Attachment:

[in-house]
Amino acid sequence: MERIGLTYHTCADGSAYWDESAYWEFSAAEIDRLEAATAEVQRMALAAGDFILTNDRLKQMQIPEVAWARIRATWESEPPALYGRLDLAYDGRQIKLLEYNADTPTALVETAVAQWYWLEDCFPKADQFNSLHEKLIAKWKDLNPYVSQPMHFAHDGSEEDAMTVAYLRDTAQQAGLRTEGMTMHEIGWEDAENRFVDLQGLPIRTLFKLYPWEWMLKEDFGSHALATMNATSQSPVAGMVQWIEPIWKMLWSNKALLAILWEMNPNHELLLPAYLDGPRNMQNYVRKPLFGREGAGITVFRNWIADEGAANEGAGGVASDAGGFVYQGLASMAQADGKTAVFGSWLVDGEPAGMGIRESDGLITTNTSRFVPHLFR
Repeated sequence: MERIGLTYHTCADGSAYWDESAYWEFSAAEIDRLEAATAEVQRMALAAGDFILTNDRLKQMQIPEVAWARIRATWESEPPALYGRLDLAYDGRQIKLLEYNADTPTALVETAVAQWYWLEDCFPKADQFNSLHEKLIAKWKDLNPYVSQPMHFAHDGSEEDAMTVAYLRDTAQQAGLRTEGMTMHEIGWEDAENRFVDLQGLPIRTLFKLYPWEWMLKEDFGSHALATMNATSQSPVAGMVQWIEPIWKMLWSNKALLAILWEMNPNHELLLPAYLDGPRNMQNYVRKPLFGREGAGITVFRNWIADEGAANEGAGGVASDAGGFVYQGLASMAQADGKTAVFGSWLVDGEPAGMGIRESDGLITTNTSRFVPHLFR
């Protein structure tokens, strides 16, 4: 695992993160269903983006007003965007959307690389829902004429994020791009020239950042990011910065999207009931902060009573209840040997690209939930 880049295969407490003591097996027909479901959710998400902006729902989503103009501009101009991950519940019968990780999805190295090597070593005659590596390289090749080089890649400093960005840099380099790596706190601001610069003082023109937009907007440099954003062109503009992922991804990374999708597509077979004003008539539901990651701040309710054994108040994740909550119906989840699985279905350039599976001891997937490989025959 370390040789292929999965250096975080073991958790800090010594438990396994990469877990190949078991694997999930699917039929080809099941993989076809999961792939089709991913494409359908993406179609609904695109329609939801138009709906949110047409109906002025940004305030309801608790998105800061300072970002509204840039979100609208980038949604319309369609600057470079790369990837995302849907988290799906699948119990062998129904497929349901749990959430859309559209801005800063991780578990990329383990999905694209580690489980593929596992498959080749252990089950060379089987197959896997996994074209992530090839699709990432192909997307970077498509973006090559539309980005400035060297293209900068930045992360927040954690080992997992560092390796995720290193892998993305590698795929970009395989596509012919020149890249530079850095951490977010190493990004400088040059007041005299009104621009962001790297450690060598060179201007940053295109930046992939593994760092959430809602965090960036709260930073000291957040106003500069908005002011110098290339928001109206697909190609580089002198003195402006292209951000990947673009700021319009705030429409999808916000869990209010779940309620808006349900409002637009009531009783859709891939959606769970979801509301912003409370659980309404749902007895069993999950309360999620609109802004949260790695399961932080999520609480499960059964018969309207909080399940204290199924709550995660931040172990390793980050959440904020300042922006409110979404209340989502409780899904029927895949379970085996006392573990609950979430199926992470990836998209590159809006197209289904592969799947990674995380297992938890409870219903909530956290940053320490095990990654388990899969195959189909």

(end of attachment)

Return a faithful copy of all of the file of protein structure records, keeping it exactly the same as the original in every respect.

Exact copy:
[in-house]
Amino acid sequence: MERIGLTYHTCADGSAYWDESAYWEFSAAEIDRLEAATAEVQRMALAAGDFILTNDRLKQMQIPEVAWARIRATWESEPPALYGRLDLAYDGRQIKLLEYNADTPTALVETAVAQWYWLEDCFPKADQFNSLHEKLIAKWKDLNPYVSQPMHFAHDGSEEDAMTVAYLRDTAQQAGLRTEGMTMHEIGWEDAENRFVDLQGLPIRTLFKLYPWEWMLKEDFGSHALATMNATSQSPVAGMVQWIEPIWKMLWSNKALLAILWEMNPNHELLLPAYLDGPRNMQNYVRKPLFGREGAGITVFRNWIADEGAANEGAGGVASDAGGFVYQGLASMAQADGKTAVFGSWLVDGEPAGMGIRESDGLITTNTSRFVPHLFR
Repeated sequence: MERIGLTYHTCADGSAYWDESAYWEFSAAEIDRLEAATAEVQRMALAAGDFILTNDRLKQMQIPEVAWARIRATWESEPPALYGRLDLAYDGRQIKLLEYNADTPTALVETAVAQWYWLEDCFPKADQFNSLHEKLIAKWKDLNPYVSQPMHFAHDGSEEDAMTVAYLRDTAQQAGLRTEGMTMHEIGWEDAENRFVDLQGLPIRTLFKLYPWEWMLKEDFGSHALATMNATSQSPVAGMVQWIEPIWKMLWSNKALLAILWEMNPNHELLLPAYLDGPRNMQNYVRKPLFGREGAGITVFRNWIADEGAANEGAGGVASDAGGFVYQGLASMAQADGKTAVFGSWLVDGEPAGMGIRESDGLITTNTSRFVPHLFR
């Protein structure tokens, strides 16, 4: 695992993160269903983006007003965007959307690389829902004429994020791009020239950042990011910065999207009931902060009573209840040997690209939930 880049295969407490003591097996027909479901959710998400902006729902989503103009501009101009991950519940019968990780999805190295090597070593005659590596390289090749080089890649400093960005840099380099790596706190601001610069003082023109937009907007440099954003062109503009992922991804990374999708597509077979004003008539539901990651701040309710054994108040994740909550119906989840699985279905350039599976001891997937490989025959 370390040789292929999965250096975080073991958790800090010594438990396994990469877990190949078991694997999930699917039929080809099941993989076809999961792939089709991913494409359908993406179609609904695109329609939801138009709906949110047409109906002025940004305030309801608790998105800061300072970002509204840039979100609208980038949604319309369609600057470079790369990837995302849907988290799906699948119990062998129904497929349901749990959430859309559209801005800063991780578990990329383990999905694209580690489980593929596992498959080749252990089950060379089987197959896997996994074209992530090839699709990432192909997307970077498509973006090559539309980005400035060297293209900068930045992360927040954690080992997992560092390796995720290193892998993305590698795929970009395989596509012919020149890249530079850095951490977010190493990004400088040059007041005299009104621009962001790297450690060598060179201007940053295109930046992939593994760092959430809602965090960036709260930073000291957040106003500069908005002011110098290339928001109206697909190609580089002198003195402006292209951000990947673009700021319009705030429409999808916000869990209010779940309620808006349900409002637009009531009783859709891939959606769970979801509301912003409370659980309404749902007895069993999950309360999620609109802004949260790695399961932080999520609480499960059964018969309207909080399940204290199924709550995660931040172990390793980050959440904020300042922006409110979404209340989502409780899904029927895949379970085996006392573990609950979430199926992470990836998209590159809006197209289904592969799947990674995380297992938890409870219903909530956290940053320490095990990654388990899969195959189909």